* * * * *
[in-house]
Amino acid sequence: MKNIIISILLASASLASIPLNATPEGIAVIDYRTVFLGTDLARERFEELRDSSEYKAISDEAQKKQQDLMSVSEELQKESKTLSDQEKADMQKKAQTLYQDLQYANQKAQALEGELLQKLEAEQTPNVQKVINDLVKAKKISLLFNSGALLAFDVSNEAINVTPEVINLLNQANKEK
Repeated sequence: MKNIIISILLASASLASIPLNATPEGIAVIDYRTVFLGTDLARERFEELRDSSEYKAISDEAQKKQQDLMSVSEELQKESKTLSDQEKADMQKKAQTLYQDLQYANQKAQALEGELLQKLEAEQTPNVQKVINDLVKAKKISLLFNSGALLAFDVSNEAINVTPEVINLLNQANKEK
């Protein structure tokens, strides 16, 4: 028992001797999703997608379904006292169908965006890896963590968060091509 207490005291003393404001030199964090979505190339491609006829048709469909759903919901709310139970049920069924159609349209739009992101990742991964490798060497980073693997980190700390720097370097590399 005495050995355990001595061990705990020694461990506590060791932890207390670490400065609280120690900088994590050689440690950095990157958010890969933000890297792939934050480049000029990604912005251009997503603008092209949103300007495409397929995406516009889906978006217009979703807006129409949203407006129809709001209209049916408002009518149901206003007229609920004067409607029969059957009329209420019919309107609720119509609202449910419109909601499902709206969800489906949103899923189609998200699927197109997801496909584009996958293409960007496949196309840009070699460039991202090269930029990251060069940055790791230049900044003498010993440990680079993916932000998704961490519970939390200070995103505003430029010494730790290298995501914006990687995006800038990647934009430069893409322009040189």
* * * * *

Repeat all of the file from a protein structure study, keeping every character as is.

[in-house]
Amino acid sequence: MKNIIISILLASASLASIPLNATPEGIAVIDYRTVFLGTDLARERFEELRDSSEYKAISDEAQKKQQDLMSVSEELQKESKTLSDQEKADMQKKAQTLYQDLQYANQKAQALEGELLQKLEAEQTPNVQKVINDLVKAKKISLLFNSGALLAFDVSNEAINVTPEVINLLNQANKEK
Repeated sequence: MKNIIISILLASASLASIPLNATPEGIAVIDYRTVFLGTDLARERFEELRDSSEYKAISDEAQKKQQDLMSVSEELQKESKTLSDQEKADMQKKAQTLYQDLQYANQKAQALEGELLQKLEAEQTPNVQKVINDLVKAKKISLLFNSGALLAFDVSNEAINVTPEVINLLNQANKEK
């Protein structure tokens, strides 16, 4: 028992001797999703997608379904006292169908965006890896963590968060091509 207490005291003393404001030199964090979505190339491609006829048709469909759903919901709310139970049920069924159609349209739009992101990742991964490798060497980073693997980190700390720097370097590399 005495050995355990001595061990705990020694461990506590060791932890207390670490400065609280120690900088994590050689440690950095990157958010890969933000890297792939934050480049000029990604912005251009997503603008092209949103300007495409397929995406516009889906978006217009979703807006129409949203407006129809709001209209049916408002009518149901206003007229609920004067409607029969059957009329209420019919309107609720119509609202449910419109909601499902709206969800489906949103899923189609998200699927197109997801496909584009996958293409960007496949196309840009070699460039991202090269930029990251060069940055790791230049900044003498010993440990680079993916932000998704961490519970939390200070995103505003430029010494730790290298995501914006990687995006800038990647934009430069893409322009040189």